Becoming an American

Swearing allegiance to another country is not a small feat. We woke up this morning with knots in our chest and feeling jittery. Both of us didn't get a good nights sleep, but Craig let me lie in a bit as he never gets to see the boys in the morning, so he got the boys to school and we got all the paperwork and stuff ready. I wore my union Jack socks because I still love England and wanted to have that little bit of loyalty. Silly I know. And off we went.

When we parked I saw a young couple. She was wearing a red scarf and they both looked smartly dressed and I had a feeling they were going to the court house too. As we walked towards and into the courthouse we were joined by a few people and you look at each other and smile and feel a certain bond.

When we entered we went through security and then met the woman (I'm going to call her The General) who would be in charge of the proceedings. She was very commanding but so friendly and funny. I was in awe of her all day.  She marched up and down telling us what to do, herded us into the right room, to the right seat, with the right paperwork, at the right time. Craig and I were immediately separated which we thought was horrible but we came back together for the important bit, the oath.

In the preparation room. The General is front center. On the TV is a message from President Obama
After we did a lot of the paperwork (including voting registration) we watched a lovely message from President Obama welcoming us as citizens and then The General gave us flags and we all sang "I'm proud to be an American". The General riled us all up and made us sing as part of a competition. I was in group A and Craig in B. She was stood right in front of Craig and kept egging him on, which if you know Craig was torture!  If you look you'll see the girl in the red scarf on the bottom right supporting her Spanish husband and she's crying, then a man comes and hugs her. He was from the Ukraine, and he's crying also. That's how this event was - very loving and emotional.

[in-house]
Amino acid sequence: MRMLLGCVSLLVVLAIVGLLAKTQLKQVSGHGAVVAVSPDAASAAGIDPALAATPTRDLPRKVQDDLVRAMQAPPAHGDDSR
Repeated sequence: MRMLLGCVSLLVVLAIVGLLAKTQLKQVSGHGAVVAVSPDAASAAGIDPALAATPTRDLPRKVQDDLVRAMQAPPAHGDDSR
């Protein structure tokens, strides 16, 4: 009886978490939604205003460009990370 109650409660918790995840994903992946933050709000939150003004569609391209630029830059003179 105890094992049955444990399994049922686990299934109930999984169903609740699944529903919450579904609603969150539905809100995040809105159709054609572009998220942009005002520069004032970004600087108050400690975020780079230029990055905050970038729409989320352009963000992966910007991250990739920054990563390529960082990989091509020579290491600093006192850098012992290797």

So here we all are, singing.  I'm filming, Craig is center right.....

I was sat at next to a young Indian man who wanted to talk about politics but I steered him to more fun topics. The lady sat on the other side of me was from Jamaica and  obviously missed it very much.

After two hours of paperwork we were led through to the courthouse. On the way The General told a woman wearing jeans that she might be told by the judge to leave (no jeans allowed). She also said that if our mobile phones rang we'd be fined $100 so I had mine on airplane mode, and turned right down and I was still nervous about it. But I wanted to take pictures and capture the moment since she told us it was allowed.

At this point Craig and I came back together and were allowed to sit together. The judge entered and we all rose. And now comes the BEST part.  Each person had to stand up and say their name, country of origin, how long they had been in the states and what citizenship meant.

There was 56 of us, from 32 countries. Countries like the UK, Canada, South America, Mauritania, Somalia, Ghana, Bu tan, Iraq, Morocco, Ukraine, Russia, Spain, Trinidad & Tobago, Jamaica, Ghana, and Ethiopia.

Many people had come from countries with civil war and horror and certain death. They were so thankful to be in a country of freedom and civil rights. All of us said we loved the USA. Many spoke of hope, opportunity, friendliness, liberty and love. A Moroccan man told us that the day he arrived he went to Kroger  and didn't speak English but someone helped him buy food. A 79 year old Indian Grandmother tapped me on the shoulder,  held my hand and touched my face with love.  A woman broke down as she talked about living in America her whole life, since she was a baby, and wanting to be a citizen. A young Canadian Couple befriended me and Craig and she shared tissues with me when we got emotional during the event.

I might not always remember their stories or their faces but I will always remember that feeling of absolute love and solidarity in that courtroom. It was an amazing thing to witness and to feel. When we left I held the old Indian woman's hand to steady her and we hugged.

The judge was so great - funny and kind and welcoming. He made an effort to welcome each one of us. After the oath to the US we all did the pledge of allegiance (I kept thanking Danny in my head for saying it so often) and then we celebrated! We all kissed, hugged, and took pictures of each other. I'll never see those people again but we have a lifelong bond.

One of my favourite lines of the day - as The General was guiding us all into the courtroom she had an order: older people, then women and children, and then men. Some men tried to push in and she sent them to the back and said "You're American now. Women first. You better get used to it".

After the oath

A letter from President Obama

Afterwards, at 3pm,  Craig and I finally went for something to eat and talked about it all. We both feel so lucky to be here. We love the USA. But we also love England of course and aways will. We can love both, right? 


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